Saturday, July 03, 2010

Lies, Gender, and Damned Statistics

On Slashdot recently I encountered another version of Martin Gardner's two-children puzzle. The original problem is this:
I have two children. One of them is a boy. What are the odds the other one is also a boy?
If you're a human living in the world, three things are probably true of you vis-a-vis this puzzle. 1) You've heard it before, 2) you got it wrong the first time you heard it, and 3) the correct answer still seems wrong to you.

The correct answer, if you've never encountered it, is based on the following a priori: there are four equally-likely ways to have two children:
  • a boy followed by a girl
  • a boy followed by another boy
  • a girl followed by a boy
  • a girl followed by another girl
You look at that graph, you find all of the rows where both children are boys (1), and divide it by the number of rows where at least one of the children is a boy(3), and you get the answer: 1 in 3.

Mrs. Transient Gadfly will tell you that Mr. Transient Gadfly's position on all questions of this nature is that it is not a math question, it is a language question. And, moreover, it is an ill-posed one. The nature of how poorly this question is posed is laid bare by the variation linked above:
"I have two children, one of whom is a boy born on a Tuesday. What's the probability that my other child is a boy?"
If you follow the logic of the original problem (which, being that I am a human in whose true nature you will find the compunction to write this blog, I did) you'll write out all the days of the week your first child could be born, followed by all the days of the week your second child could be born, look at all of those that have a boy born on a Tuesday in them, count the number of those that have a second boy, and come up with the answer (it's 13 in 27, if you write out the table. Do not write out the table). If you are literally anyone else in the world, you will come up with a much better answer: 1 in 2. The crux of the issue, which the linked article almost hits on but then fails to, is that there is no universe in which the given answer (13 in 27) is correct. It would require the asker of the question to randomly chose a day of the week and a gender, and then only pose the question if he or she had a child that matched those criteria.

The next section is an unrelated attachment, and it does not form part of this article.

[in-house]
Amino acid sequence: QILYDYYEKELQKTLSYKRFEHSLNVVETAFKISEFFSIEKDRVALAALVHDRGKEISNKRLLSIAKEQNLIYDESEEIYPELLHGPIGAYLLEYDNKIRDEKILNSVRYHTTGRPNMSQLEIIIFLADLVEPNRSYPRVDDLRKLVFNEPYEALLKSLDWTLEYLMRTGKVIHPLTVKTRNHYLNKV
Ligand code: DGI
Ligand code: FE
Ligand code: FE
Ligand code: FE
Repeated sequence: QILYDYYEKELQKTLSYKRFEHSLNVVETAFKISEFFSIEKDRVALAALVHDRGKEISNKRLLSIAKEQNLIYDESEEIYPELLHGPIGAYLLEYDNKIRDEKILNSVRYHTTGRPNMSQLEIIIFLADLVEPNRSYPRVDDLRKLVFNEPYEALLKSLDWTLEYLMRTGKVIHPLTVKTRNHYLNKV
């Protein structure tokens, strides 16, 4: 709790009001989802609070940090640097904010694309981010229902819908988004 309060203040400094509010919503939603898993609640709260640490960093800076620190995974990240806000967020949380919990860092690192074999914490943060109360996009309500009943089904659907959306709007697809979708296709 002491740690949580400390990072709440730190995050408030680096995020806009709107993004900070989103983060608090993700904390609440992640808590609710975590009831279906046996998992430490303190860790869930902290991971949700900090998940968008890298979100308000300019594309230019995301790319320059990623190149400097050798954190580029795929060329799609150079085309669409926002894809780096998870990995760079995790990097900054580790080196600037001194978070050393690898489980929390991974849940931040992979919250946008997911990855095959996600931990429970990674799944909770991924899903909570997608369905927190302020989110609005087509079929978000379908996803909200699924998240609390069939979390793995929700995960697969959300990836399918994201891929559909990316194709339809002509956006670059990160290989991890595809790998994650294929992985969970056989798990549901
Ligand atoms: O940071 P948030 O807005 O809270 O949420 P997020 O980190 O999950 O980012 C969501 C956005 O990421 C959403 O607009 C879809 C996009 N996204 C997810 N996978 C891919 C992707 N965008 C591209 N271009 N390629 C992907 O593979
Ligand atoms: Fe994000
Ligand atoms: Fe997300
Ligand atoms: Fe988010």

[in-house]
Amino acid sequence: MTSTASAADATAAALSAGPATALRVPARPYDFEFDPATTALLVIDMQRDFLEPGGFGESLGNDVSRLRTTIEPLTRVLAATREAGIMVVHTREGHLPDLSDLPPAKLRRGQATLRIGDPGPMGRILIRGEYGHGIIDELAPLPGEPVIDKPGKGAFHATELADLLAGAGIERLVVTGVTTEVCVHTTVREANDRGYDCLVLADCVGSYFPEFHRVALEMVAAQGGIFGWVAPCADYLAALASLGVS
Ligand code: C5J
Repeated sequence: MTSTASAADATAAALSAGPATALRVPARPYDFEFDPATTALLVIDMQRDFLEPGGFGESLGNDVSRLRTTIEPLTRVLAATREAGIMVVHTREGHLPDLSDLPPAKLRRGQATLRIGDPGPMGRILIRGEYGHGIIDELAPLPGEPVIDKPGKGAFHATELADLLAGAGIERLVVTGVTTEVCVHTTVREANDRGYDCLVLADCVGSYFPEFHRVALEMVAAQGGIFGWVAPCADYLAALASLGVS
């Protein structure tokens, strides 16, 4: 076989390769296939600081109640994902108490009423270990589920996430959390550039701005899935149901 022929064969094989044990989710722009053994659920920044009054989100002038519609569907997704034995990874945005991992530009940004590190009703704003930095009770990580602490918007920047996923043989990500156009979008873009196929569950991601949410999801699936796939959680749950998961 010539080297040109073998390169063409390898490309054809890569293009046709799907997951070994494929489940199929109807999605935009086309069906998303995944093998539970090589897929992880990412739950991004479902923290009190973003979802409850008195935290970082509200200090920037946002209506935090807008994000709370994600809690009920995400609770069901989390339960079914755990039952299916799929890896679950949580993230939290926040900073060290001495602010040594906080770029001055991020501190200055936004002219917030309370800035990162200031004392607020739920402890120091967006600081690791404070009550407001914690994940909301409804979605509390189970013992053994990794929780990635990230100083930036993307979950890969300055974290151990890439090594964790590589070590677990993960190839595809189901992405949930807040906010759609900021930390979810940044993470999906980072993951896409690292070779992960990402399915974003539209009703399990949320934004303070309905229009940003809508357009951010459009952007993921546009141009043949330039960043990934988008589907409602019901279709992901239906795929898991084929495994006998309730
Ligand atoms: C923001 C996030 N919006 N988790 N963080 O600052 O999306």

(Here is one of those moments where Transient Gadfly has an existential crisis about the nature and purpose of The Odds Are One: should I explain why what I just said is true? It would take, like, seven paragraphs and still nobody reading would understand the logic. I'm not going to do it this time. You'll just have to take my word on this one).

If you're anyone else, you look at that question and understand the only way someone would pose the question: he or she randomly chose one of his or her children, and listed two characteristics of that child: his gender, and the day of the week of his birth. And you will come up with the correct answer to the question, because when you randomly chose one of your two children, the gender of the other one is a coin-flip. So, you might well ask, what is the difference between the original question posed by Martin Gardner and the question involving the day of the week? And the answer is, absolutely nothing. There is no way to tell, from the way it is stated, whether the asker, a parent of exactly two children, randomly chose one of his progeny and told you his gender, or a parent of exactly two children, of whom at least one is a boy, told you that fact. And it matters, because in the former case it's a 50% shot that the other child is a boy, and in the latter it's a 33% chance.

I leave you with a link to an XKCD cartoon, because it's literally impossible to make this point better than he has here.

1 comment:

Anonymous said...

"I have two children. One of them is a boy. What are the odds the other one is also a boy?"

First, "odds" are not the same as "probability." "Odds" are what a bookie will pay on a bet. They can be expressed as (1-P)/P:1. So if the probability is 1/2, the odds are 1:1. If the probability is 1/3, the odds are 2:1.

Second, the answer to this question is P=1/2, not P=1/3. Martin Gardner himself retracted his answer of P=1/3 six months after posting it, but nobody seems to recall that.

It is true that 1/3 of all 2-child families with at least one boy have two. But that is not the same condition as being told by the parent that there is a boy, because the parent of a boy and a girl is equally likely to tell about the girl, as to tell you about the boy. So, while each of the four family types {BB, BG, GB, GG} has a 1/4 chance of existing, the chances the case exists AND you will be told about a boy are 1/4, 1/8, 1/8, and 0, respectively. This makes the answer (1/4)/(1/4+1/8+1/8)=1/2.

If you had said "I was selected to address you *because* I have two children, and one of them is a boy" then the answer is 1/3. But that is not what you asked. The difference is whether "one boy" is a requirement for selection, or an observation after selection.

"I have two children, one of whom is a boy born on a Tuesday. What's the probability that my other child is a boy?"

Also 1/2. You can get this answer either intuitively, or by writing out your table *AND* letting the parent of different types choose what to tell us randomly. The reason people object to your answer changing from 1/3 to 13/27, is that they view the information "born on a Tuesday" as an additional observation made after selection. Not a requirement. The reason your answer, which is based on a requirement, changes, is because a two-boy family is nearly twice as likely to have one born on a Tuesday as a one-boy family.